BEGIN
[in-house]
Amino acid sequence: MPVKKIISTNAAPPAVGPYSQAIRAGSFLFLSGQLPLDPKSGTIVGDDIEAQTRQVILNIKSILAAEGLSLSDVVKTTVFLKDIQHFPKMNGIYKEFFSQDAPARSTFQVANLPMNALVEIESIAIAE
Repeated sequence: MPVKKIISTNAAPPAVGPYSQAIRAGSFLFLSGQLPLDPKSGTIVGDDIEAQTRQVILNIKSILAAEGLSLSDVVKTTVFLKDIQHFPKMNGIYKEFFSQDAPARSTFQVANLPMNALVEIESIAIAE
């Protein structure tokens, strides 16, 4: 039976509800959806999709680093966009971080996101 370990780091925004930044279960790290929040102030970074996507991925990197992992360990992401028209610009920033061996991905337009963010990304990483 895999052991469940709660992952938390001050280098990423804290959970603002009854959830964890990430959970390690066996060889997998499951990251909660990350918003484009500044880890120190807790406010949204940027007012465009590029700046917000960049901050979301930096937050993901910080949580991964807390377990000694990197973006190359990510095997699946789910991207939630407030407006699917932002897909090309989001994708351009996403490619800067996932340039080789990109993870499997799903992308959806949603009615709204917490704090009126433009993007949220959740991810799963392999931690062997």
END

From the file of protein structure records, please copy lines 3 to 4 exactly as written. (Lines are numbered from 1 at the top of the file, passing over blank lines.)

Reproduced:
Repeated sequence: MPVKKIISTNAAPPAVGPYSQAIRAGSFLFLSGQLPLDPKSGTIVGDDIEAQTRQVILNIKSILAAEGLSLSDVVKTTVFLKDIQHFPKMNGIYKEFFSQDAPARSTFQVANLPMNALVEIESIAIAE
């Protein structure tokens, strides 16, 4: 039976509800959806999709680093966009971080996101 370990780091925004930044279960790290929040102030970074996507991925990197992992360990992401028209610009920033061996991905337009963010990304990483 895999052991469940709660992952938390001050280098990423804290959970603002009854959830964890990430959970390690066996060889997998499951990251909660990350918003484009500044880890120190807790406010949204940027007012465009590029700046917000960049901050979301930096937050993901910080949580991964807390377990000694990197973006190359990510095997699946789910991207939630407030407006699917932002897909090309989001994708351009996403490619800067996932340039080789990109993870499997799903992308959806949603009615709204917490704090009126433009993007949220959740991810799963392999931690062997």